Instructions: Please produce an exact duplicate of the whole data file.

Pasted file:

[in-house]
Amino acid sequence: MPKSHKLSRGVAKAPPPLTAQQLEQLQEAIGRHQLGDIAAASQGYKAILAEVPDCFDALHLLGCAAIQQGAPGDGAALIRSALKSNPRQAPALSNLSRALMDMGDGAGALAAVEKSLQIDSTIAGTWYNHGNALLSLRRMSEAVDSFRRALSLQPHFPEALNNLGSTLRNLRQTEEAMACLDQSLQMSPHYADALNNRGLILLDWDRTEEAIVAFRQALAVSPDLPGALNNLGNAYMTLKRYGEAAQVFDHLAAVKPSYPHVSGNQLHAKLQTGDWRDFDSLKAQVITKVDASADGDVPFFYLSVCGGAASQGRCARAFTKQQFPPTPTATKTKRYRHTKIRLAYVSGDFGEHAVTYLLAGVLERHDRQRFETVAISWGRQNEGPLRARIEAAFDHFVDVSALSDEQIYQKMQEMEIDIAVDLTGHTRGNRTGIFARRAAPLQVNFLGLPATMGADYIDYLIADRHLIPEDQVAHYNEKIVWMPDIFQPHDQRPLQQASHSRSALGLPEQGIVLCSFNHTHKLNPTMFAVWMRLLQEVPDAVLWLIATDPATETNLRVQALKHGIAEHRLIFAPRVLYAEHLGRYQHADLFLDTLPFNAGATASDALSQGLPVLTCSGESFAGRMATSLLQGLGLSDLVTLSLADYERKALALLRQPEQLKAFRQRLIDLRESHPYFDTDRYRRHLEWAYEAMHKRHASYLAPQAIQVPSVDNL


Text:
[in-house]
Amino acid sequence: MPKSHKLSRGVAKAPPPLTAQQLEQLQEAIGRHQLGDIAAASQGYKAILAEVPDCFDALHLLGCAAIQQGAPGDGAALIRSALKSNPRQAPALSNLSRALMDMGDGAGALAAVEKSLQIDSTIAGTWYNHGNALLSLRRMSEAVDSFRRALSLQPHFPEALNNLGSTLRNLRQTEEAMACLDQSLQMSPHYADALNNRGLILLDWDRTEEAIVAFRQALAVSPDLPGALNNLGNAYMTLKRYGEAAQVFDHLAAVKPSYPHVSGNQLHAKLQTGDWRDFDSLKAQVITKVDASADGDVPFFYLSVCGGAASQGRCARAFTKQQFPPTPTATKTKRYRHTKIRLAYVSGDFGEHAVTYLLAGVLERHDRQRFETVAISWGRQNEGPLRARIEAAFDHFVDVSALSDEQIYQKMQEMEIDIAVDLTGHTRGNRTGIFARRAAPLQVNFLGLPATMGADYIDYLIADRHLIPEDQVAHYNEKIVWMPDIFQPHDQRPLQQASHSRSALGLPEQGIVLCSFNHTHKLNPTMFAVWMRLLQEVPDAVLWLIATDPATETNLRVQALKHGIAEHRLIFAPRVLYAEHLGRYQHADLFLDTLPFNAGATASDALSQGLPVLTCSGESFAGRMATSLLQGLGLSDLVTLSLADYERKALALLRQPEQLKAFRQRLIDLRESHPYFDTDRYRRHLEWAYEAMHKRHASYLAPQAIQVPSVDNL